I dream of being *that* person, you know, the person who is comfortable in their own skin, the person who genuinely doesn’t care what other people think of them, the person who accepts themselves just the way they are.
But I am *this* person: I am insecure about pretty much every part of me. It starts as I wake up – in my comforting foetal position, I can feel my little pot belly hang over onto the bed; I’m sure it’s the first thing I am aware of every morning. And it kind of goes from there…
I have bad dark circles under my eyes, I’ve always had them, it’s just the way I am made. You think I would have moved to acceptance at the age of 41, but no, I am paranoid about them; I am convinced that people are staring at them when they are talking to me. When I arrive somewhere, I torture myself by checking how bad they look in my compact mirror, praying for natural light, knowing that harsh, changing room style lighting is my enemy. And as I get older, I now have ‘laughter lines’ competing for my paranoid thoughts (I’m thinking sunglasses at all times).
I am self-conscious about other parts of my body too, but those can be hidden behind clever dressing. And then I move on to what I am wearing: ‘Have I got it ‘right’?’ ‘ Do I look stylish?’ ‘Do I look slim enough?’ Blah, blah, blah… I know it’s tedious.
I compensate for these insecurities by taking care of my appearance: I don’t leave the house without my hair and make-up done, I always make an effort with what I’m wearing, and I work hard to stay slim. I’m not striving for perfection, I am clear that doesn’t exist (and that even if it did, I would be a long way from it). But without the hair and the make-up I look pretty rough, and if I do all these things, I feel I look, well, alright.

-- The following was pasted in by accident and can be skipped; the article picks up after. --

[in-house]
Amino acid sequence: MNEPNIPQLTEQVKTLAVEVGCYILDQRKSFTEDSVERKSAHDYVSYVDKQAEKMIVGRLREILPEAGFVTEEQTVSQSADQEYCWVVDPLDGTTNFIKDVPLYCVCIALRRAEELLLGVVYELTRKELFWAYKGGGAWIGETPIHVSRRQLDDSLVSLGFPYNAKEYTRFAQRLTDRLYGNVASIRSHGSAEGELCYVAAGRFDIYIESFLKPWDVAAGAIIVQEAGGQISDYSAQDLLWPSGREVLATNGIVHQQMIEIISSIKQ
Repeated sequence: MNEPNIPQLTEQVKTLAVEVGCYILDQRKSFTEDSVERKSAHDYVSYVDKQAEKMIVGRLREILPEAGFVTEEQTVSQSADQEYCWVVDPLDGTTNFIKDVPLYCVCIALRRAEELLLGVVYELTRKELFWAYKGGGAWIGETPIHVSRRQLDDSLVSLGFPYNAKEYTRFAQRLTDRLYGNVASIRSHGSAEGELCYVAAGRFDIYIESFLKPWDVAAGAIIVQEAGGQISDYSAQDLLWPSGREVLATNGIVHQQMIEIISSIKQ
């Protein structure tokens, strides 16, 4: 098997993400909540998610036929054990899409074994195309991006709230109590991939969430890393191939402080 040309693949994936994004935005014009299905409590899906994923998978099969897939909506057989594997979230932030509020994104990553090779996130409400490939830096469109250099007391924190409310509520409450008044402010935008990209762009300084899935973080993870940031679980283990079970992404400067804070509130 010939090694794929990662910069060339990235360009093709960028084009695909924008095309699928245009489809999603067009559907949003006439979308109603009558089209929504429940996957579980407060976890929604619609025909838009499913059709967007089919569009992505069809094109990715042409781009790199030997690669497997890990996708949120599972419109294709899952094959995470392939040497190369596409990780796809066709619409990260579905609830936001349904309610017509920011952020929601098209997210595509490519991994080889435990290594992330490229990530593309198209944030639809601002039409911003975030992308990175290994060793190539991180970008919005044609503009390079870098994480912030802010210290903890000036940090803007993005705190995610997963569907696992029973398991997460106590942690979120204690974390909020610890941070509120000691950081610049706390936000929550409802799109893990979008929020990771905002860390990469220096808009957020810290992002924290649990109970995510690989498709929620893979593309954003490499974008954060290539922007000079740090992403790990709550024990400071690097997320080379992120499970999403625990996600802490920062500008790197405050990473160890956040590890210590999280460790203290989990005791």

The only person I’m not self-conscious with is my husband. I happily let him see me au naturale, I trust that he loves all of me (I mean jeez, after everything we have been through, he must do): dark circles, muffin top, stretch marks, cellulite, silly thoughts and all (oh yes, lucky man).
I don’t want to be *this* person. I know it’s bordering on ridiculous, oh hell, is ridiculous. I am embarrassed that I feel this way; I should know better. I know there are so many other things which are more important about me, about life. And I know I miss out on making the most of the moments with friends because I am worrying about all this stuff. And when I do switch off from the crazy thoughts, of course, I have a better time.
I’m not sure how I ended up here. Did it start with the feeling I never fitted in at school? Was it struggling with my body image at University? Has it been made worse along the way by losing some of my identity in those barren CFS years? I’m not sure.
I do know though, that the bigger the social occasion, the more the paranoia comes out to play. It was my best friend’s wedding last week (congratulations Mr and Mrs Eckhardt!) and all these stressful – and unhelpful – thought patterns insisted on coming along for the ride. I wasn’t happy with my outfit, which wasn’t a great place to start; I was also giving a speech so was putting myself ‘out there’ into the limelight for extra scrutiny. And I knew there was going to be photographic evidence – I hate having my photograph taken, especially when I have no control over the save or delete button.
I have berated myself since the wedding: ‘How could I have got the outfit so wrong?’ ‘How will I look in the photos?’ ‘Did I come across okay to the other guests?’ And so on…
I don’t judge anyone else like this. In fact more than that, I take great pride in accepting people just the way they are; I love my husband and friends for all their uniqueness; I don’t expect them to be, or look, anything other than themselves.
I wish I could just switch these thoughts off, I really do. But alas, as we all know, sometimes our thoughts just do their own thing, good or bad. Maybe now I’ve confessed to the Internet how ridiculous I am, it will help me take a step towards becoming more comfortable being me. Or, maybe I should get in touch with Samantha Brick…
And you, how comfortable are you in your own skin?